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What Anti-Money Laundering Roles and Responsibilities do Employees Have?

Compliance Knowledge Base | Anti-Money Laundering

Posted by: India Wentworth Published: Thu, 06 Sep 2018 Last Reviewed: Thu, 06 Sep 2018
What Anti-Money Laundering Roles and Responsibilities do Employees Have?

Whatever the business, if you are covered by the money laundering regulations (by being part of a firm within the regulated sector), then you need to meet certain requirements to help prevent money laundering activities.

It is the responsibility of organisations within the regulated sector to comply with the regulations; and with penalties that consist of fines and reputational damage, it is in their best interest to follow the rules. A top-down method should be put in place to implement a clear attitude around the problems in money laundering, and by the push starting with the managers and executives, the employees will then follow suit to produce a complaint workforce.

The Importance of Anti-Money Laundering

Anti-money laundering (AML) refers to the procedures, laws, and regulations designed to stop the laundering of 'dirty' money into the economy. AML laws are far-reaching and respected when it comes to the power they have over business. For example, AML regulations require institutions to complete due-diligence checks on their customers to make sure they aren't aiding money laundering activities.

Global recognition of the rules and regulations arose when the Financial Action Task Force (FATF) was formed in 1989. This group set international standards for fighting money laundering, and therefore helped to promote a legitimate and clean stable financial market.

The UK's AML regime has stepped up recently, as 2018 saw the launch of the Office for Professional Body Anti-Money Laundering Supervision (OPBAS). This group improve general standards by working with advisors and law enforcements to prompt for improved cooperation.

What Anti-Money Laundering Roles and Responsibilities do Employees Have?

Customer Due Diligence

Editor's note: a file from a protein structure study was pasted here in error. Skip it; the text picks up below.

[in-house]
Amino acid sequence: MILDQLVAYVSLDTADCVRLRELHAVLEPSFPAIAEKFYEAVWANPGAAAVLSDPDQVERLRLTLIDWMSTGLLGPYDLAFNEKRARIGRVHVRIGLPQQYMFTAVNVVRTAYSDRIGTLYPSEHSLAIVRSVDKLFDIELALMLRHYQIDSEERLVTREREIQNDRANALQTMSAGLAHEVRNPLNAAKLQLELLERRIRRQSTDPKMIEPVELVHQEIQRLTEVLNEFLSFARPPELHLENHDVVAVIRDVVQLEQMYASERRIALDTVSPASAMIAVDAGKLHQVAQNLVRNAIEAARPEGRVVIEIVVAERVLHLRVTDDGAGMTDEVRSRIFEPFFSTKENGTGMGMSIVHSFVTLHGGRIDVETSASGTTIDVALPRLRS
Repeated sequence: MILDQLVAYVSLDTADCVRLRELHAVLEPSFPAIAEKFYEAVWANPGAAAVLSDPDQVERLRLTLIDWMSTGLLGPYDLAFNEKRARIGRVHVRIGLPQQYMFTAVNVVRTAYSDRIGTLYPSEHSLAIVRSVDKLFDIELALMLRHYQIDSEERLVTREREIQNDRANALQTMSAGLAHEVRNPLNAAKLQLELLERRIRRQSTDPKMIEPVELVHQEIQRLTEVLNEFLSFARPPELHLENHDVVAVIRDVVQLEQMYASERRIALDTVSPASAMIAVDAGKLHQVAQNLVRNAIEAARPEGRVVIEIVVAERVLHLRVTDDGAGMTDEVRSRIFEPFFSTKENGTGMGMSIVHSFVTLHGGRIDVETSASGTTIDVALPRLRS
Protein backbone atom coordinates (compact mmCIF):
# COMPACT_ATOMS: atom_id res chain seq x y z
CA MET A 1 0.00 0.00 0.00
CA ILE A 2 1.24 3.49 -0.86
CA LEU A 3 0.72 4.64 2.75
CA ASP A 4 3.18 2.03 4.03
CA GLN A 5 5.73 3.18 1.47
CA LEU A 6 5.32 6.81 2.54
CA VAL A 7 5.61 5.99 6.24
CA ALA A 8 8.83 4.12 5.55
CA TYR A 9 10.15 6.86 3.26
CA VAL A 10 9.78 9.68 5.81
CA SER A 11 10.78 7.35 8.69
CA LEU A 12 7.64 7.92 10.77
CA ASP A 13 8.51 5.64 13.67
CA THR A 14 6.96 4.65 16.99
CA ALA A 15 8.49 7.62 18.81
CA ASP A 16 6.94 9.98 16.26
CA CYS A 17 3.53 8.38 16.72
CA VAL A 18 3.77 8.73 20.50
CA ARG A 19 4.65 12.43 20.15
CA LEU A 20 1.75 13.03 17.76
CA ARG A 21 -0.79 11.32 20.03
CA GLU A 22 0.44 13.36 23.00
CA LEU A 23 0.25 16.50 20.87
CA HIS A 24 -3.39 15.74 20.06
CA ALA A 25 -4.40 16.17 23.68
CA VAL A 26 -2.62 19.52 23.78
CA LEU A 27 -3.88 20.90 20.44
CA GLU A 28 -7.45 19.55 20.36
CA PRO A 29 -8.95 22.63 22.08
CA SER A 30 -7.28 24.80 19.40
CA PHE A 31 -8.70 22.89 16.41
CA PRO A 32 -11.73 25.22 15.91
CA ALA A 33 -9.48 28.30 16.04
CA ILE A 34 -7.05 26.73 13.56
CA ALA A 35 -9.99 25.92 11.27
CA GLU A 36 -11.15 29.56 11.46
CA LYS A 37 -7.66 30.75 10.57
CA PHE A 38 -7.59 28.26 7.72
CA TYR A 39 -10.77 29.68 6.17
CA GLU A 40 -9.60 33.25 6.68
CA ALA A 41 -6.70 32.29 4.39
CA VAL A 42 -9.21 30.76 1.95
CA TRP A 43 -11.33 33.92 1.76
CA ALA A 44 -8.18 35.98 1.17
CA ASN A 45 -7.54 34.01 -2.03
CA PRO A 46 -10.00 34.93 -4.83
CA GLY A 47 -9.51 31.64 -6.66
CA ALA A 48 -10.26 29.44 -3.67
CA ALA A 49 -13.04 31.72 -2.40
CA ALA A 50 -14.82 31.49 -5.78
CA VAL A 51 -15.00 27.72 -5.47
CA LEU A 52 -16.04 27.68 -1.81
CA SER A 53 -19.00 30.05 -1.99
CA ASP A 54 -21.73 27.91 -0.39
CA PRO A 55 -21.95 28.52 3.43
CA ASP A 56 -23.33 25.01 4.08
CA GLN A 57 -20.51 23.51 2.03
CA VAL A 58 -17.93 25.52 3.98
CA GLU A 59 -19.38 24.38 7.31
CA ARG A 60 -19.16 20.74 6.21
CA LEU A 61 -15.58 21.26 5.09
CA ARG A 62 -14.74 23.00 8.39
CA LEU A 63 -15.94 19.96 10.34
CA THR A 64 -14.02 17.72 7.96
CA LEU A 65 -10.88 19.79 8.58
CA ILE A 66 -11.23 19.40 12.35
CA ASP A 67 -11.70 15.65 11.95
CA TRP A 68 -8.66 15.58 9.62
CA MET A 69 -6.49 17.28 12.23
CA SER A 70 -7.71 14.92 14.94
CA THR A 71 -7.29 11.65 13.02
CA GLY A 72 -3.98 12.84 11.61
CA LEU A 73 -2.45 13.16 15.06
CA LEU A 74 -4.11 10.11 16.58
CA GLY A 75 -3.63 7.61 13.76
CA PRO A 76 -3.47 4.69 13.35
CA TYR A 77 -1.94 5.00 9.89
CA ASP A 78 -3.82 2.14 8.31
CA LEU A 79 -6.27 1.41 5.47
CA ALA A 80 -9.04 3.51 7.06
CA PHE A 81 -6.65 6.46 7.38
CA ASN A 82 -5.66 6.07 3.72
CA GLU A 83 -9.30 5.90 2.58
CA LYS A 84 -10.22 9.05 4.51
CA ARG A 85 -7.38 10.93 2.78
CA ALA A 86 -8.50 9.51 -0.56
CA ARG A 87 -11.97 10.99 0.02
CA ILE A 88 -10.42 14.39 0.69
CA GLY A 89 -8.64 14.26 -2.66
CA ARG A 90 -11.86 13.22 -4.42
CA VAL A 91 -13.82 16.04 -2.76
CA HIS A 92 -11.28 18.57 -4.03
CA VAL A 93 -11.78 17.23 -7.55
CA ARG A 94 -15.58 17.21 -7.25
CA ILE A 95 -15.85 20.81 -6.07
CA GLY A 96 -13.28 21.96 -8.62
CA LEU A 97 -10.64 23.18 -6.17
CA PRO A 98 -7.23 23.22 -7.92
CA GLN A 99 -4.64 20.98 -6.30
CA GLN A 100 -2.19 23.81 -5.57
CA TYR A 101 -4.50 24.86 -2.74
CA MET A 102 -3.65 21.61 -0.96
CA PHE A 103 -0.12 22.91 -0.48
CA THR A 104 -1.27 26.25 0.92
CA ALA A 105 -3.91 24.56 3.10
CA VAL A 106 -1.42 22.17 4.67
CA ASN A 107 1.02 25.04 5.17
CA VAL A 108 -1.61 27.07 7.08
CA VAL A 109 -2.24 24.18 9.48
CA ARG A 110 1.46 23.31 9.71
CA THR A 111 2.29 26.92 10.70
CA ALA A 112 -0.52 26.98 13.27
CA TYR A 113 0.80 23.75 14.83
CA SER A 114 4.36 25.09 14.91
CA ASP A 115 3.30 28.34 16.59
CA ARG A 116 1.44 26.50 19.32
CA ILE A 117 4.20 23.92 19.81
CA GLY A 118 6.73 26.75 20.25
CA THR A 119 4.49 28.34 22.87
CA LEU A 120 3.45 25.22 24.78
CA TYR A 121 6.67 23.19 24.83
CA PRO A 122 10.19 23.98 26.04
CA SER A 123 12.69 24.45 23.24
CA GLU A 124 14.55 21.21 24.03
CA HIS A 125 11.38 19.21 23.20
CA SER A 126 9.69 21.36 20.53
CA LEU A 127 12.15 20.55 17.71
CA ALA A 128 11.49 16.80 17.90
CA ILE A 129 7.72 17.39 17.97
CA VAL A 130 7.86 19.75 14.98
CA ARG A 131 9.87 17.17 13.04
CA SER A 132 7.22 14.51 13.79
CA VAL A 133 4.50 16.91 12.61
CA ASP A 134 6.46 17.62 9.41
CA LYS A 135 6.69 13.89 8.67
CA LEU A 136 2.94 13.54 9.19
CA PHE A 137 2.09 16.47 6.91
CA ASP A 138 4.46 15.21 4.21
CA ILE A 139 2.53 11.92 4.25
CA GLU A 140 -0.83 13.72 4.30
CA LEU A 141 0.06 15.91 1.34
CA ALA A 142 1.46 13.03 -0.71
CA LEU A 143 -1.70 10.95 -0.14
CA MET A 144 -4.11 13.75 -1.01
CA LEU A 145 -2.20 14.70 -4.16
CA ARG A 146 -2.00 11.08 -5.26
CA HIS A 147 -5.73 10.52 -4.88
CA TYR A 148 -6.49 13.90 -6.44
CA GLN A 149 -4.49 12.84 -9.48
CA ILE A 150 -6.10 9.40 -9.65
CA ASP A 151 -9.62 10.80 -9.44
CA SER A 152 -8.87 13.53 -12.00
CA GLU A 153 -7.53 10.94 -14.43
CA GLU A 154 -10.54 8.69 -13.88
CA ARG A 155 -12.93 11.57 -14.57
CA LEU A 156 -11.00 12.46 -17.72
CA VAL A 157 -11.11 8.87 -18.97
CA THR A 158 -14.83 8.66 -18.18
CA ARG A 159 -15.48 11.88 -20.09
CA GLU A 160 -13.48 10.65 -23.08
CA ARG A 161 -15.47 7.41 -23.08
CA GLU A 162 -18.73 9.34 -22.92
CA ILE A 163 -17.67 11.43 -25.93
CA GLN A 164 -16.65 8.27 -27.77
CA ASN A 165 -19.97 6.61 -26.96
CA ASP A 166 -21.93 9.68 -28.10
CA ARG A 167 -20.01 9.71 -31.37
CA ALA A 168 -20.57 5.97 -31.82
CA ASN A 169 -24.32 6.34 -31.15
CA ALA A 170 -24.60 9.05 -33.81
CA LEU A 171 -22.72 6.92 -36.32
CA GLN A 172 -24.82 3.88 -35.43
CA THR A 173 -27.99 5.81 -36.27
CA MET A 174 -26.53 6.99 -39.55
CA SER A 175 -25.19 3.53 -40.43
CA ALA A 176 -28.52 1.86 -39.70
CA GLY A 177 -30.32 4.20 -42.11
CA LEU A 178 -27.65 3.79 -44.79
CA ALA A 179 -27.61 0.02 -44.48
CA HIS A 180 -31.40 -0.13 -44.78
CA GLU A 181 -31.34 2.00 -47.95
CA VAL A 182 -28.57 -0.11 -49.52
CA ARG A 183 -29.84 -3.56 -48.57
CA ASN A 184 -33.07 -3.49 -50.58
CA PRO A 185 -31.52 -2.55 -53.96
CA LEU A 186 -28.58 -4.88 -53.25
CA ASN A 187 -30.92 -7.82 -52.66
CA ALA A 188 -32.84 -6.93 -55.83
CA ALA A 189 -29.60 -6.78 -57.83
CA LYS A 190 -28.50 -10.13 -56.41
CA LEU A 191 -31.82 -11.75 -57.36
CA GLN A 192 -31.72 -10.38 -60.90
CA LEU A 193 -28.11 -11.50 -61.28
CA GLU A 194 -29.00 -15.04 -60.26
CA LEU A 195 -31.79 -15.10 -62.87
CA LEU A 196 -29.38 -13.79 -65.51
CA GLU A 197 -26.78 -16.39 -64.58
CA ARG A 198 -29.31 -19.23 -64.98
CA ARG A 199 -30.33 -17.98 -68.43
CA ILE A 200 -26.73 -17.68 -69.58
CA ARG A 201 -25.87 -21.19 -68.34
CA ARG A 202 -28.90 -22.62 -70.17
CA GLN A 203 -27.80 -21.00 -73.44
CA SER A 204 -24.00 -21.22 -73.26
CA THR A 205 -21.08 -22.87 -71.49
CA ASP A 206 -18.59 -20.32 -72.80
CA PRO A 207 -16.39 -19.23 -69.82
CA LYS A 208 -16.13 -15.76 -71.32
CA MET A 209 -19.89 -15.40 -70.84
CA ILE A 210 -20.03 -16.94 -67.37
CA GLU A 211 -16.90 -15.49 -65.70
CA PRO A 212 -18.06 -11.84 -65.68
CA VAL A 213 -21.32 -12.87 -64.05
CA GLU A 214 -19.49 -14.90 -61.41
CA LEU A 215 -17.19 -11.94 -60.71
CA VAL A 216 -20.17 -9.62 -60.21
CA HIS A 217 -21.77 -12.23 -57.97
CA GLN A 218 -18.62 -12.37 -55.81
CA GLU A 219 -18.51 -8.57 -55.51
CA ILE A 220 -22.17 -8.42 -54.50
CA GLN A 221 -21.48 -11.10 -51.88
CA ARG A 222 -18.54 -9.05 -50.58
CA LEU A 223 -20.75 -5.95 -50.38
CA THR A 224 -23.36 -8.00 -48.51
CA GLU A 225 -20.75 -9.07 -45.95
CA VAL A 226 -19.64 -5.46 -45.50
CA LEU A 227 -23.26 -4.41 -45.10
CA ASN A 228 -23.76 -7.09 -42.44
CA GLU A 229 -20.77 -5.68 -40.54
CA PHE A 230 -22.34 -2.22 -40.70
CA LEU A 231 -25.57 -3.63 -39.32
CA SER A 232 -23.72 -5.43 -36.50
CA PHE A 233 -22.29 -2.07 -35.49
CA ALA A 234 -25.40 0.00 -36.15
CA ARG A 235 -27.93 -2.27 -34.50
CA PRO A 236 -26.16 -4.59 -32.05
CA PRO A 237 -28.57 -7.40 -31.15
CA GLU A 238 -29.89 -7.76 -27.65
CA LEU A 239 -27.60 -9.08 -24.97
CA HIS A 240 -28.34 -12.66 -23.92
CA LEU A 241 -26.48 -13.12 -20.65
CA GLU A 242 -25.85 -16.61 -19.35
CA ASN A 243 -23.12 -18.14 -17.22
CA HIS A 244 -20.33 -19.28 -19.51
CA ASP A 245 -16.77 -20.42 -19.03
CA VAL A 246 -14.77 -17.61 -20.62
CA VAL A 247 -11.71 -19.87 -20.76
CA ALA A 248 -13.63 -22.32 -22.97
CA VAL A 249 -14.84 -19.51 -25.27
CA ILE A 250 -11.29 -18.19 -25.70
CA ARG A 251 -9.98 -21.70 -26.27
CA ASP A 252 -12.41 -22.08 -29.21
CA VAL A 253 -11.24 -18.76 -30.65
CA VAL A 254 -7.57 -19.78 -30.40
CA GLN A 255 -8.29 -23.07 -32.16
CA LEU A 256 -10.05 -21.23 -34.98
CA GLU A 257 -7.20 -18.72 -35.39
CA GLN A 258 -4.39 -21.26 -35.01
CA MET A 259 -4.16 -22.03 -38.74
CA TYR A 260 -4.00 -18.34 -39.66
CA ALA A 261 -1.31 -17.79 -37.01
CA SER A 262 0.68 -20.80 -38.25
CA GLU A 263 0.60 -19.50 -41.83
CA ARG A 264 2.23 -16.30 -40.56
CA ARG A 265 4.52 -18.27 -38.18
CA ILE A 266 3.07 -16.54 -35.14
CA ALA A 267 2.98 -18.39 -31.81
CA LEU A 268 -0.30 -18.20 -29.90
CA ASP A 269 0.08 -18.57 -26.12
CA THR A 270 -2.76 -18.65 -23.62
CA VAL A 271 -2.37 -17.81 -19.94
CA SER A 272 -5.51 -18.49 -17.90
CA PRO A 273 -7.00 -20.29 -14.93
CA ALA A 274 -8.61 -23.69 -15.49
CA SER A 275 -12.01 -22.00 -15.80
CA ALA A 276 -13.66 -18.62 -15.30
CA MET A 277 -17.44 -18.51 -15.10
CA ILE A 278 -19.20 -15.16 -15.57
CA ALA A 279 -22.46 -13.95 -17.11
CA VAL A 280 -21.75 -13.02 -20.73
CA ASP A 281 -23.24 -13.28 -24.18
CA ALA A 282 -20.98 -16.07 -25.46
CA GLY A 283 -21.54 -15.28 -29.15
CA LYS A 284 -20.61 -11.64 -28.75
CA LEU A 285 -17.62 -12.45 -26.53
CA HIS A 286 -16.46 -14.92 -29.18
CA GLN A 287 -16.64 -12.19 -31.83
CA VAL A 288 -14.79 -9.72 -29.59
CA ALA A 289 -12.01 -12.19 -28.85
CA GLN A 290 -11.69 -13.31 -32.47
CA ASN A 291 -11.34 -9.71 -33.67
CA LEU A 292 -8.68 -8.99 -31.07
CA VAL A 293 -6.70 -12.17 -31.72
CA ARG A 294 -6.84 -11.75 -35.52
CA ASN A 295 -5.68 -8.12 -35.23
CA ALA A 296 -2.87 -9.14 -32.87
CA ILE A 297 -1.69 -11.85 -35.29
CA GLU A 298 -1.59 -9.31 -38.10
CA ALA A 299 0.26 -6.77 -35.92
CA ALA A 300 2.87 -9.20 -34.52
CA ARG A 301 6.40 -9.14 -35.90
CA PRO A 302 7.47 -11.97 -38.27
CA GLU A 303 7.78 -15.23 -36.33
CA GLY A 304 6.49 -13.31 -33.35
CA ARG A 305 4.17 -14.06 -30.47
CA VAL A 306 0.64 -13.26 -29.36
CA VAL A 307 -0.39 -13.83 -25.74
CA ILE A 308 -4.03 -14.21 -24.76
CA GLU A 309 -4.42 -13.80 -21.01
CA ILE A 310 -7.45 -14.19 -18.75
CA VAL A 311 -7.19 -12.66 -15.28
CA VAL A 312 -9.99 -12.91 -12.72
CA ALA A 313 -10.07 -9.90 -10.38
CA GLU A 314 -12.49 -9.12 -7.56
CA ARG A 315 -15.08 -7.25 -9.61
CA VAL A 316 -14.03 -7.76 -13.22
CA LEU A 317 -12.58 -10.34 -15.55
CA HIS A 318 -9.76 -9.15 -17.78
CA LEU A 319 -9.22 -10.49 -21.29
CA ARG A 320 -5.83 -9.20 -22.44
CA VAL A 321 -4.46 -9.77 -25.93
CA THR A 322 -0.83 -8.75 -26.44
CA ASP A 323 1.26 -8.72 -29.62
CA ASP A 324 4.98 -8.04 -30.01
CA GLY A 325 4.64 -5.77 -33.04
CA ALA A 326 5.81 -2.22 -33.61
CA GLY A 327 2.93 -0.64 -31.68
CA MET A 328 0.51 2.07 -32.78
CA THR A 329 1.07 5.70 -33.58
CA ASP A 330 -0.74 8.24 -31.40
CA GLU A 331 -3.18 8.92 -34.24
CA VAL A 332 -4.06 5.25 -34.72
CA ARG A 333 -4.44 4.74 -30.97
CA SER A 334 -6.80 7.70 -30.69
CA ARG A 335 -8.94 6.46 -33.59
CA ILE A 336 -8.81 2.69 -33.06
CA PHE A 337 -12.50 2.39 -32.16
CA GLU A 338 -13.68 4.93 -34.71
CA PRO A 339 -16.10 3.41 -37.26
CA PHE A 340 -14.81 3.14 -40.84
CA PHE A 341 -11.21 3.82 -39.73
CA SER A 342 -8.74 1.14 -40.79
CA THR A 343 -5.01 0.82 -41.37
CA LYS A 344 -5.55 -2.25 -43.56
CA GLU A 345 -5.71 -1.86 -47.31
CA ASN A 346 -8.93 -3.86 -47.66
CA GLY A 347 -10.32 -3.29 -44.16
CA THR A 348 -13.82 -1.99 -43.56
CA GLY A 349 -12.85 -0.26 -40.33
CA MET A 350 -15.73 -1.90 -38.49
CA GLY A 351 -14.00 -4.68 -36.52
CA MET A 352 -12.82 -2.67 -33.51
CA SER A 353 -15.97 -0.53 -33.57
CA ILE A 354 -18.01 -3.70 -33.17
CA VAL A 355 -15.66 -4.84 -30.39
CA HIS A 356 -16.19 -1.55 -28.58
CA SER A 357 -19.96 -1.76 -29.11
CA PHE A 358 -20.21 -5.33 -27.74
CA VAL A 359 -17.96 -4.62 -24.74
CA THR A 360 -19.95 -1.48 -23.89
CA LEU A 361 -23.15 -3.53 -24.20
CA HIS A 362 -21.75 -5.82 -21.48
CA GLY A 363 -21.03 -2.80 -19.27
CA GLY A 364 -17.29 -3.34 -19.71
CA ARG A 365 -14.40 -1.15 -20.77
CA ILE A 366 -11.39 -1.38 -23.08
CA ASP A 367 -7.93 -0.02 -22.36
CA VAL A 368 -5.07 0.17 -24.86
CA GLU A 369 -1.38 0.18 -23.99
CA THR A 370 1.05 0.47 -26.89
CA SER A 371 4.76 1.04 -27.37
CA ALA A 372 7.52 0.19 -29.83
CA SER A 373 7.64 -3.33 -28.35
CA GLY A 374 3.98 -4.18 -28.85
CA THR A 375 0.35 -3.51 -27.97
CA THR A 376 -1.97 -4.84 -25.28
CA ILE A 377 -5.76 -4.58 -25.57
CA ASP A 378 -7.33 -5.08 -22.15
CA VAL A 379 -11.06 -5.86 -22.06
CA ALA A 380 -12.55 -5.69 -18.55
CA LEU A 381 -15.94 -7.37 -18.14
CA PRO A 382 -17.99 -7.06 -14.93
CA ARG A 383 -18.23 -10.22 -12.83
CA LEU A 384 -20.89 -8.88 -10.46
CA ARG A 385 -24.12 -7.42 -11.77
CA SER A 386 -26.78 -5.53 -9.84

Due diligence means that you take steps to identify your customers by checking they are who they say they are to increase vigilance and security. This is so you can be sure of who you are doing business with, reducing the chances of problems occurring in the future.

If you fail to check out the background of your customers, you could be used to carry out money laundering, something that means you become tainted if the 'dirty' money moves through your business, whether you realise it or not.

Due diligence is an integral part of the buying process for both sellers and buyers because it checks out the assets, liabilities, cash flow, and general financial management of the customer in question. This will either give you peace of mind before getting involved with them, or it keeps you out of the way of the wrong people that are wanting to exploit your business.

Although it can be seen as time wasting, it is a vital step to take in the buying and selling process to stop you from going into business with a group that could cause harm in the future – better to be safe than sorry!

Internal controls and monitoring

A business must make sure that it has adequate internal controls and monitoring systems to avoid becoming the next victim of money launderers. These controls should alert anyone relevant within the business if criminals are attempting to use the company for laundering. Once the right people have been informed, they can take the right steps to prevent the threat from becoming anything more.

Your controls should include:

  1. Having a 'nominated officer' creates a figure within the business that employees can report to
  2. If you have a larger and more complex business, have a compliance officer can help maintain an understanding across the workforce around the rules they should be following
  3. Making sure the senior managers know are aware of their responsibilities and importance in the process of AML, providing them with regular information on the risks in money laundering
  4. Providing relevant training to employees to create a climate of shared understanding and compliance that take the risks into account in the every-day running of the business
  5. Recording and regularly updating you AML policies, controls and procedures by completing a policy statement (and sticking to it!)

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